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I am giving the semi-circle $\ell = \{z\in\mathbb{H}:|z|^2=4\}$ and I want to create a Möbius transformation $M:\mathbb{H} \to \mathbb{H}$ via $M(z) = \frac{az+b}{cz+d}$, where $ac-bd > 0$ such that the semi-circle gets mapped to the vertical line $i\mathbb{R}_{>0}$.

I know that any Möbius transformation is defined by how it maps any three points, after seeing a similar question, I thought about mapping the following equations: $$M(-2) = 0, M(2i) = i, M(2) = \infty$$ This will naturally give you a system of equations. However, my major concern is that the two points $z=-2$ and $z=2$ are not elements of $\mathbb{H}$. Intuitively I think it is okay as when I get infinitesimally close to $z=-2$, $M(z)$ gets infinitesimally close to $0$ and likewise, as I get infinitesimally close to $z=2$, $M(z)$ gets infinitesimally close infinity (aka just infinity).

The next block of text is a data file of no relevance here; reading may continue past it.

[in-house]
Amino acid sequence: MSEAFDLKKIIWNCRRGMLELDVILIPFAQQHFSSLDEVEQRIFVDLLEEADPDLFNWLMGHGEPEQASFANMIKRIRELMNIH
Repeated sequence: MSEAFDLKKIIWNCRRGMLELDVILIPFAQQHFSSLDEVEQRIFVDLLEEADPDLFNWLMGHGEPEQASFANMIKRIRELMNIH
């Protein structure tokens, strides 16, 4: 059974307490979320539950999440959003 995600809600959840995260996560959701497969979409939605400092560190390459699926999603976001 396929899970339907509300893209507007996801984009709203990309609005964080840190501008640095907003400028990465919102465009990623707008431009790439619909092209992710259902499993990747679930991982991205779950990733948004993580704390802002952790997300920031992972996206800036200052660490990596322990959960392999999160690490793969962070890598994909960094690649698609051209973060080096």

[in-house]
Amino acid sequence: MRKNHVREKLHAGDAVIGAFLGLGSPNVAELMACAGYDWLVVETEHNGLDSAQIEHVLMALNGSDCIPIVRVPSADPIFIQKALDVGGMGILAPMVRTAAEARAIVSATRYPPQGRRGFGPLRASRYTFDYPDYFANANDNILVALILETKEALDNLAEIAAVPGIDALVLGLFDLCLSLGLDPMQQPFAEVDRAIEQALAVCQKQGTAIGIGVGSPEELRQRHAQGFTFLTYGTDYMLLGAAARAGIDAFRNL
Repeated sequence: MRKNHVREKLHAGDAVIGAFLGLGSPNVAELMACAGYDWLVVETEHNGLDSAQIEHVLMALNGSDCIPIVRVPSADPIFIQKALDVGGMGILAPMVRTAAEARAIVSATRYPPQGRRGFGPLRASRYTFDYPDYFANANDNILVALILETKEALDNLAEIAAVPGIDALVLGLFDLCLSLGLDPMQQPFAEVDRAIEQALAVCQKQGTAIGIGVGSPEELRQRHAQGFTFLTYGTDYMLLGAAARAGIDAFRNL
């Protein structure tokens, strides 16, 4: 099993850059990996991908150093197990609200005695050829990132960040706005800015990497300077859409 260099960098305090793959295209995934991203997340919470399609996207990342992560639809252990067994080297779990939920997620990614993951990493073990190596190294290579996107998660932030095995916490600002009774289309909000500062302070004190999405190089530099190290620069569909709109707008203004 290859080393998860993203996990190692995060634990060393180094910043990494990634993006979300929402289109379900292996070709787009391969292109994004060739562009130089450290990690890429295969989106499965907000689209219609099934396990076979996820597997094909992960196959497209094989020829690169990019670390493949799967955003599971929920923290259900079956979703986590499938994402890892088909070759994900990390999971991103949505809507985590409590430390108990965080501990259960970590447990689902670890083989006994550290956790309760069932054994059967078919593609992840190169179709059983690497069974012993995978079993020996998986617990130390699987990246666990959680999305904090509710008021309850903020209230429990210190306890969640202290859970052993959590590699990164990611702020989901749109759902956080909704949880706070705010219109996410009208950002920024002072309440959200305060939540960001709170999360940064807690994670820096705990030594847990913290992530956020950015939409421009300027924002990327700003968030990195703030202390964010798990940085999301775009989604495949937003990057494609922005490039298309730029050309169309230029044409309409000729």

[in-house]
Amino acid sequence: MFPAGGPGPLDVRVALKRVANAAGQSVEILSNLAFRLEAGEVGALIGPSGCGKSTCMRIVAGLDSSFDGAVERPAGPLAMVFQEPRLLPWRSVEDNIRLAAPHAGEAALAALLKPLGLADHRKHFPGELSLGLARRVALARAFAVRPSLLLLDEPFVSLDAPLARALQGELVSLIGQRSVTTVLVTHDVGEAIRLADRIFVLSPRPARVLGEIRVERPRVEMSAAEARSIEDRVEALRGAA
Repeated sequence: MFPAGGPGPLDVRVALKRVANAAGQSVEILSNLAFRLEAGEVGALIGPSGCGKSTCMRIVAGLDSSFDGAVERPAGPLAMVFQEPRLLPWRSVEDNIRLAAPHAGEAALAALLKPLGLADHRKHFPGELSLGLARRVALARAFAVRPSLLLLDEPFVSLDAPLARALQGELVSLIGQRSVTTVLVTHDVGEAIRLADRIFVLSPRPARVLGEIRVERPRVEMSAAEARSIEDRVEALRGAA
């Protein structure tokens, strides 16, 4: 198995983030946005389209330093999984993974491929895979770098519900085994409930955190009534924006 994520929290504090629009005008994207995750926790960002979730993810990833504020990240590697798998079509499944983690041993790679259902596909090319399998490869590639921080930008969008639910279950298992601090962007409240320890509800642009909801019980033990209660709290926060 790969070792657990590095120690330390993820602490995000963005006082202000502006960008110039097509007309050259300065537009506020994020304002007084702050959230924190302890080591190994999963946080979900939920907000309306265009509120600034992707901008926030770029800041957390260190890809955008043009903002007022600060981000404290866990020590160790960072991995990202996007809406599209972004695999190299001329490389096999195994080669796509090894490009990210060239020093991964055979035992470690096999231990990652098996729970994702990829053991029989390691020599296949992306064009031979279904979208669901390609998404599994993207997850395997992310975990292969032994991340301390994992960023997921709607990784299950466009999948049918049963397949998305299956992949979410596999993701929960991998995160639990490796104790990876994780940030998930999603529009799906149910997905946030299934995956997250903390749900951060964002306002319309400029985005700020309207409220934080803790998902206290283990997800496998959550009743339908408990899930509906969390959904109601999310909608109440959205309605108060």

Is this the correct way of thinking about Möbius transformation? Or would it be better to map three points that we know are a part of $\ell$. So for example: $$M(-2/\sqrt2)+ i2/\sqrt2) = 0, M(2i) = i, M(2/\sqrt2)+ i2/\sqrt2)=\infty$$ Im not 100% convinced because something like that would only map the selements between $z=-2/\sqrt2+ i2/\sqrt2$ and $z=2/\sqrt2+ i2/\sqrt2$ to $(0,\infty)$

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Your approach is fine. A Möbius transformation with $M(-2) = 0, M(2i) = i, M(2) = \infty$ maps the full circle $\{ |z|=2 \}$ to the extended line $i \Bbb R \cup \{ \infty \}$.

The semi-circle in the upper half-plane is then mapped to an open connected subset of that extended line having $0$ and $\infty$ as boundary points and containing the point $i$, and that is the “upper” part of the imaginary axis.

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